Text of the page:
Scalasca  (Scalasca 2.3.1, revision 14987)
Scalable Performance Analysis of Large-Scale Applications
Summary measurement & examination

The filtering file prepared in Section Optimizing the measurement configuration can now be applied to produce a new summary measurement, ideally with reduced measurement overhead to improve accuracy. This can be accomplished by providing the filter file name to scalasca -analyze via the -f option.

Before re-analyzing the application, the unfiltered summary experiment should be renamed (or removed), since scalasca -analyze will not overwrite the existing experiment directory and abort immediately.
  % mv scorep_bt_64_sum scorep_bt_64_sum.nofilt
  % scalasca -analyze -f npb-bt.filt mpiexec -n 64 ./bt.D.64
  S=C=A=N: Scalasca 2.2 runtime summarization
  S=C=A=N: ./scorep_bt_64_sum experiment archive
  S=C=A=N: Thu Jan 29 22:20:59 2015: Collect start
  mpiexec -n 64  [...]  ./bt.D.64

   NAS Parallel Benchmarks 3.3 -- BT Benchmark

   No input file Using compiled defaults
   Size:  408x 408x 408
   Iterations:  250    dt:   0.0000200
   Number of active processes:    64

   Time step    1
   Time step   20
   Time step   40
   Time step   60
   Time step   80
   Time step  100
   Time step  120
   Time step  140
   Time step  160
   Time step  180
   Time step  200
   Time step  220
   Time step  240
   Time step  250
   Verification being performed for class D
   accuracy setting for epsilon =  0.1000000000000E-07
   Comparison of RMS-norms of residual
             1 0.2533188551738E+05 0.2533188551738E+05 0.1479210131727E-12
             2 0.2346393716980E+04 0.2346393716980E+04 0.8488743310506E-13
             3 0.6294554366904E+04 0.6294554366904E+04 0.3034271788588E-14
             4 0.5352565376030E+04 0.5352565376030E+04 0.8597827149538E-13
             5 0.3905864038618E+05 0.3905864038618E+05 0.6650300273080E-13
   Comparison of RMS-norms of solution error
             1 0.3100009377557E+03 0.3100009377557E+03 0.1373406191445E-12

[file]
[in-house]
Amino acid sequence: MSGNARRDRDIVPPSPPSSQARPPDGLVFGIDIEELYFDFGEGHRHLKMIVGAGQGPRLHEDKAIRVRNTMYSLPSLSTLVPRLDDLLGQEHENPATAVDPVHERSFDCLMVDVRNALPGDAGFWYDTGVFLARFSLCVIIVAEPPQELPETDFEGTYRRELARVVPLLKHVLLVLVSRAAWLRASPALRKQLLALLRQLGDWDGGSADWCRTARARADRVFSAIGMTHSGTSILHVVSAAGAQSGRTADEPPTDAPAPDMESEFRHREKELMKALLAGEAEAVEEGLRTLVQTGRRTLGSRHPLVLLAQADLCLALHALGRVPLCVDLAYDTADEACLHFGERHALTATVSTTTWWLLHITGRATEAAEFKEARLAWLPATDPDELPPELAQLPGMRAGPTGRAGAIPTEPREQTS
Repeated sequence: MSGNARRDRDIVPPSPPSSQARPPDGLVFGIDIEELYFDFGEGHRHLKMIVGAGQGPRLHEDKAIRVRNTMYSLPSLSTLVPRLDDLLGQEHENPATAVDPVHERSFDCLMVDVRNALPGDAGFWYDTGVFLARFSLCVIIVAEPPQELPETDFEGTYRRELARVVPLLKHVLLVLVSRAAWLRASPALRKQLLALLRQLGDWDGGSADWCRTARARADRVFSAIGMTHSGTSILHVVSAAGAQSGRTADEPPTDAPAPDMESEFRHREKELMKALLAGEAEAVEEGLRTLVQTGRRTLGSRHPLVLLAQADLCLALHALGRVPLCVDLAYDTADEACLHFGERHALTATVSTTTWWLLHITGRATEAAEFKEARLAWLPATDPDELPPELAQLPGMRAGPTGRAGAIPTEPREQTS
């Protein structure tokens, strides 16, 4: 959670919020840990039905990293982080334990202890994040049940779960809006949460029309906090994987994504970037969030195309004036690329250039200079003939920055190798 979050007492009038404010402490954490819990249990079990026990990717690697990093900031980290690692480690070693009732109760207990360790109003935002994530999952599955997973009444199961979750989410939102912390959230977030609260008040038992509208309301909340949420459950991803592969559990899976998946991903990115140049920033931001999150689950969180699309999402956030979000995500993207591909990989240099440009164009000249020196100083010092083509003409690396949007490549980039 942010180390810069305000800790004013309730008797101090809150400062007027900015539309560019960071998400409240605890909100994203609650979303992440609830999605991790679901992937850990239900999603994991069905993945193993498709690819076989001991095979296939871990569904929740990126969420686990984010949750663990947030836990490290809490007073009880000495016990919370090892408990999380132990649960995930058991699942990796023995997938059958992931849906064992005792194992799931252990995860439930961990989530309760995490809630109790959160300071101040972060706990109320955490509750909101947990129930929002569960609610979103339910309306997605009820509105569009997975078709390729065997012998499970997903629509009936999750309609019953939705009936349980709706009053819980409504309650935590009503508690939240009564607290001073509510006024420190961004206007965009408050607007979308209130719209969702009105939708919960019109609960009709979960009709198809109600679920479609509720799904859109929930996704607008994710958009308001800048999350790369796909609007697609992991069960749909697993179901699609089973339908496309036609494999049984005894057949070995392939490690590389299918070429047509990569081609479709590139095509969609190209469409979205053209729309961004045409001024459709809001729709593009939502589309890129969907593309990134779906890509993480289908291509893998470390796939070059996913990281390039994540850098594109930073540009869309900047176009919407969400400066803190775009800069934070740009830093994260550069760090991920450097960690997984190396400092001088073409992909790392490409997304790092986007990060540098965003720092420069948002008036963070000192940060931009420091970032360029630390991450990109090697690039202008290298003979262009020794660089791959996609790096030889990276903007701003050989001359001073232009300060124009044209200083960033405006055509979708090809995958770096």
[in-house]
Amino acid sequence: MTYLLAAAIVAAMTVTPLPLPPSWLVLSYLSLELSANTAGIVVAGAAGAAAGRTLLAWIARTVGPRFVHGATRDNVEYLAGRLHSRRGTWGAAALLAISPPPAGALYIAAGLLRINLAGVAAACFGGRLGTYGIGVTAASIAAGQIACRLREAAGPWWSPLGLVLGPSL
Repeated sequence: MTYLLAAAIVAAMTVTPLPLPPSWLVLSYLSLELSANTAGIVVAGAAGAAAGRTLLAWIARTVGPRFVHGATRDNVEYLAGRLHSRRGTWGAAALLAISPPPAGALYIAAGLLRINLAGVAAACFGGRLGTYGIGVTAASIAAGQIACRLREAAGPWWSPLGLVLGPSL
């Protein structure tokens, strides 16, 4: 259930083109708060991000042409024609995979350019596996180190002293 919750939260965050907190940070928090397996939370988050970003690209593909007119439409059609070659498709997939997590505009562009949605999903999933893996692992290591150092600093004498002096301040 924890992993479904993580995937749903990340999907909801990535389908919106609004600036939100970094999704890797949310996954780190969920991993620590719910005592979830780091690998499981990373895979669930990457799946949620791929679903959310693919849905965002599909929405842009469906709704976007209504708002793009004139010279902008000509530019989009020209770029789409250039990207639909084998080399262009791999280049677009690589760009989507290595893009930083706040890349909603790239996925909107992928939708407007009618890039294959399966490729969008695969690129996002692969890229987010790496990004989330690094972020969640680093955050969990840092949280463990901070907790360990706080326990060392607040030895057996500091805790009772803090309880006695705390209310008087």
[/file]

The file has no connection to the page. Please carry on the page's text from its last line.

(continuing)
2 0.2424086324913E+02 0.2424086324913E+02 0.1582835864248E-12
             3 0.7782212022645E+02 0.7782212022645E+02 0.4053872777553E-13
             4 0.6835623860116E+02 0.6835623860116E+02 0.3762882153975E-13
             5 0.6065737200368E+03 0.6065737200368E+03 0.2474004739002E-13
   Verification Successful

   BT Benchmark Completed.
   Class           =                        D
   Size            =            408x 408x 408
   Iterations      =                      250
   Time in seconds =                   477.66
   Total processes =                       64
   Compiled procs  =                       64
   Mop/s total     =                122129.54
   Mop/s/process   =                  1908.27
   Operation type  =           floating point
   Verification    =               SUCCESSFUL
   Version         =                      3.3
   Compile date    =              29 Jan 2015

   Compile options:
      MPIF77       = scorep mpif77
      FLINK        = $(MPIF77)
      FMPI_LIB     = (none)
      FMPI_INC     = (none)
      FFLAGS       = -O2
      FLINKFLAGS   = -O2
      RAND         = (none)

   Please send the results of this run to:

   NPB Development Team

   If email is not available, send this to:

   MS T27A-1
   NASA Ames Research Center
   Moffett Field, CA  94035-1000

   Fax: 650-604-3957

  S=C=A=N: Thu Jan 29 22:29:02 2015: Collect done (status=0) 483s
  S=C=A=N: ./scorep_bt_64_sum complete.

Notice that applying the runtime filtering reduced the measurement overhead significantly, down to now only 3% (477.66 seconds vs. 462.95 seconds for the reference run). This new measurement with the optimized configuration should therefore accurately represent the real runtime behavior of the BT application, and can now be postprocessed and interactively explored using the Cube result browser. These two steps can be conveniently initiated using the scalasca -examine command: